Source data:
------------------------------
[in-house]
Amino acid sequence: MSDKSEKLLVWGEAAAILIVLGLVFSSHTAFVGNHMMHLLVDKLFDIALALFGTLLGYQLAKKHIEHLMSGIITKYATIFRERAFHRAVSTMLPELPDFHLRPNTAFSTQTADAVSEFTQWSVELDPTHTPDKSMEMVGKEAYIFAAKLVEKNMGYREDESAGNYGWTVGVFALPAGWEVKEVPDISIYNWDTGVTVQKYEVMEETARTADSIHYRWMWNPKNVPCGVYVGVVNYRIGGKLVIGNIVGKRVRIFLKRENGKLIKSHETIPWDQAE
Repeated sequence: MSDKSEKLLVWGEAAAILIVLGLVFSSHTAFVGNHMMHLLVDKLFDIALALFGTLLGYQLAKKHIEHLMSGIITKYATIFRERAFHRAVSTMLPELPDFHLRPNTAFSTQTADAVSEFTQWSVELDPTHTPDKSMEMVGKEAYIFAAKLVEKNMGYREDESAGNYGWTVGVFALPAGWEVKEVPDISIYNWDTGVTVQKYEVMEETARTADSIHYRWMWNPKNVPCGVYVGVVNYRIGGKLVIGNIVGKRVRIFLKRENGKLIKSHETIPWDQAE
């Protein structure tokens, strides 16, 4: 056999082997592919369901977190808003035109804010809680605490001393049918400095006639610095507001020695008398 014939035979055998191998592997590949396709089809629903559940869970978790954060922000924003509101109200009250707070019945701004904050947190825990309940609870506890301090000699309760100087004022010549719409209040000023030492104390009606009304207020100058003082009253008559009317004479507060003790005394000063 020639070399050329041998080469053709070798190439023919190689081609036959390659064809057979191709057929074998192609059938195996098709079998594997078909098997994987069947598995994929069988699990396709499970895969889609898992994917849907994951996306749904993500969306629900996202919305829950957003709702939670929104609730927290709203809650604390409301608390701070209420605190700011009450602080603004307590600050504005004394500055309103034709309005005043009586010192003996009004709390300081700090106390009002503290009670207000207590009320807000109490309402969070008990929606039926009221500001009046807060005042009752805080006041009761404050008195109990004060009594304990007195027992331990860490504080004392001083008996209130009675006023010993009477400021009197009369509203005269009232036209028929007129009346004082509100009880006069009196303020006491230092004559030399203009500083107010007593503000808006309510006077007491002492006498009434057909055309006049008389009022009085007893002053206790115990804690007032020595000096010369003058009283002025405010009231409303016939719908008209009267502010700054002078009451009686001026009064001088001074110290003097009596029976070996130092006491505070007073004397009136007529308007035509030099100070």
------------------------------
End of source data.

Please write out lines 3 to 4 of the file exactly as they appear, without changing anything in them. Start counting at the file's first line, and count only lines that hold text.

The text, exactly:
Repeated sequence: MSDKSEKLLVWGEAAAILIVLGLVFSSHTAFVGNHMMHLLVDKLFDIALALFGTLLGYQLAKKHIEHLMSGIITKYATIFRERAFHRAVSTMLPELPDFHLRPNTAFSTQTADAVSEFTQWSVELDPTHTPDKSMEMVGKEAYIFAAKLVEKNMGYREDESAGNYGWTVGVFALPAGWEVKEVPDISIYNWDTGVTVQKYEVMEETARTADSIHYRWMWNPKNVPCGVYVGVVNYRIGGKLVIGNIVGKRVRIFLKRENGKLIKSHETIPWDQAE
């Protein structure tokens, strides 16, 4: 056999082997592919369901977190808003035109804010809680605490001393049918400095006639610095507001020695008398 014939035979055998191998592997590949396709089809629903559940869970978790954060922000924003509101109200009250707070019945701004904050947190825990309940609870506890301090000699309760100087004022010549719409209040000023030492104390009606009304207020100058003082009253008559009317004479507060003790005394000063 020639070399050329041998080469053709070798190439023919190689081609036959390659064809057979191709057929074998192609059938195996098709079998594997078909098997994987069947598995994929069988699990396709499970895969889609898992994917849907994951996306749904993500969306629900996202919305829950957003709702939670929104609730927290709203809650604390409301608390701070209420605190700011009450602080603004307590600050504005004394500055309103034709309005005043009586010192003996009004709390300081700090106390009002503290009670207000207590009320807000109490309402969070008990929606039926009221500001009046807060005042009752805080006041009761404050008195109990004060009594304990007195027992331990860490504080004392001083008996209130009675006023010993009477400021009197009369509203005269009232036209028929007129009346004082509100009880006069009196303020006491230092004559030399203009500083107010007593503000808006309510006077007491002492006498009434057909055309006049008389009022009085007893002053206790115990804690007032020595000096010369003058009283002025405010009231409303016939719908008209009267502010700054002078009451009686001026009064001088001074110290003097009596029976070996130092006491505070007073004397009136007529308007035509030099100070």